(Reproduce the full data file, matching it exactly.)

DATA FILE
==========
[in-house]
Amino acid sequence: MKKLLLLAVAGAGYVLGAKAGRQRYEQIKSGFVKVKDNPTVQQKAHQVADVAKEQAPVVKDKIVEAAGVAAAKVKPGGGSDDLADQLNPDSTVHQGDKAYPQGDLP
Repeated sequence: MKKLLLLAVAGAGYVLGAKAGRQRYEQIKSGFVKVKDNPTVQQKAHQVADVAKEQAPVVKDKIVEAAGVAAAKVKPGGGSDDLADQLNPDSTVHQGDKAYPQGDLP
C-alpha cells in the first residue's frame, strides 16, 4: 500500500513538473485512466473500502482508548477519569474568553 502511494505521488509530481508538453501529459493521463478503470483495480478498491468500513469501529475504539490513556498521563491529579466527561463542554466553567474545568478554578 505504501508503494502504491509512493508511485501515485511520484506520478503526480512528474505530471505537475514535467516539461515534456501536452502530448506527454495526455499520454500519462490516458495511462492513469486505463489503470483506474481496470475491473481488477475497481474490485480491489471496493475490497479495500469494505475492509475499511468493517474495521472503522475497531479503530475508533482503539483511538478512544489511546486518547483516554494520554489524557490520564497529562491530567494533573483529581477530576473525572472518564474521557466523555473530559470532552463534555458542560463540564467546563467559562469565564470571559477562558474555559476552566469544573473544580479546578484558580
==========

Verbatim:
[in-house]
Amino acid sequence: MKKLLLLAVAGAGYVLGAKAGRQRYEQIKSGFVKVKDNPTVQQKAHQVADVAKEQAPVVKDKIVEAAGVAAAKVKPGGGSDDLADQLNPDSTVHQGDKAYPQGDLP
Repeated sequence: MKKLLLLAVAGAGYVLGAKAGRQRYEQIKSGFVKVKDNPTVQQKAHQVADVAKEQAPVVKDKIVEAAGVAAAKVKPGGGSDDLADQLNPDSTVHQGDKAYPQGDLP
C-alpha cells in the first residue's frame, strides 16, 4: 500500500513538473485512466473500502482508548477519569474568553 502511494505521488509530481508538453501529459493521463478503470483495480478498491468500513469501529475504539490513556498521563491529579466527561463542554466553567474545568478554578 505504501508503494502504491509512493508511485501515485511520484506520478503526480512528474505530471505537475514535467516539461515534456501536452502530448506527454495526455499520454500519462490516458495511462492513469486505463489503470483506474481496470475491473481488477475497481474490485480491489471496493475490497479495500469494505475492509475499511468493517474495521472503522475497531479503530475508533482503539483511538478512544489511546486518547483516554494520554489524557490520564497529562491530567494533573483529581477530576473525572472518564474521557466523555473530559470532552463534555458542560463540564467546563467559562469565564470571559477562558474555559476552566469544573473544580479546578484558580